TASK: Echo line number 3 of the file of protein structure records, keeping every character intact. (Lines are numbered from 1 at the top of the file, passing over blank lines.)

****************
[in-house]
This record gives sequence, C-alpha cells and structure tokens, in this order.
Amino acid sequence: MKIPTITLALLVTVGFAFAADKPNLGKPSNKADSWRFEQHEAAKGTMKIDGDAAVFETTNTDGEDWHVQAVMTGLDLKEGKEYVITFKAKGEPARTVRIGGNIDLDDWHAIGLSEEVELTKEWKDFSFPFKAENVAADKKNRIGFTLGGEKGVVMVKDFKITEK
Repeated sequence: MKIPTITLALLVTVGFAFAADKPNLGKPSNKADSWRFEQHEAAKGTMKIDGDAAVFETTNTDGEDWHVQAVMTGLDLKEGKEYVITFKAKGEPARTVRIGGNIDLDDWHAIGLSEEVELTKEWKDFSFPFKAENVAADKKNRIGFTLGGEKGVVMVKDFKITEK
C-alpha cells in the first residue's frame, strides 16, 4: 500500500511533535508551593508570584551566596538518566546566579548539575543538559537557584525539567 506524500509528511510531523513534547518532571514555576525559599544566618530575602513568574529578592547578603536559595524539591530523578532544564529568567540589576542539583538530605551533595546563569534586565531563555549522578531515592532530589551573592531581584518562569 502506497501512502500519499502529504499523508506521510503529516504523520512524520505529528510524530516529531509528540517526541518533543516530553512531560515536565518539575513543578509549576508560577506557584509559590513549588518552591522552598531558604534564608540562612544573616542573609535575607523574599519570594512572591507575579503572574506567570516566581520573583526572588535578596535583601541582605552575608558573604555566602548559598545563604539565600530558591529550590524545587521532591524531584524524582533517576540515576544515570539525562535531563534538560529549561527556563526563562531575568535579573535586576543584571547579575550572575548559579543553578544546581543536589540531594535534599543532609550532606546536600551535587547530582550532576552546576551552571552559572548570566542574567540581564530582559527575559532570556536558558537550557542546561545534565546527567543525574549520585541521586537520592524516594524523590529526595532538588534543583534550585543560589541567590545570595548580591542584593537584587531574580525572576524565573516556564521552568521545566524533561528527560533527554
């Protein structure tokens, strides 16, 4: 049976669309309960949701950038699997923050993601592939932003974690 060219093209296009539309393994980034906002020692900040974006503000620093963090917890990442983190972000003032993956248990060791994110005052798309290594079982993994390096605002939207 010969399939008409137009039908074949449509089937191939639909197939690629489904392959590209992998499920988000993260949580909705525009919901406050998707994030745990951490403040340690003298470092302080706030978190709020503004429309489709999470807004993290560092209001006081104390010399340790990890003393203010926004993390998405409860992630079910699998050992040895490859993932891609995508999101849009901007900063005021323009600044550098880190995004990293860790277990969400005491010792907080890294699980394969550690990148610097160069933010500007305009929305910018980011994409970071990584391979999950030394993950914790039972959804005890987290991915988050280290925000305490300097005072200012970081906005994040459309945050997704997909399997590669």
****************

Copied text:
Amino acid sequence: MKIPTITLALLVTVGFAFAADKPNLGKPSNKADSWRFEQHEAAKGTMKIDGDAAVFETTNTDGEDWHVQAVMTGLDLKEGKEYVITFKAKGEPARTVRIGGNIDLDDWHAIGLSEEVELTKEWKDFSFPFKAENVAADKKNRIGFTLGGEKGVVMVKDFKITEK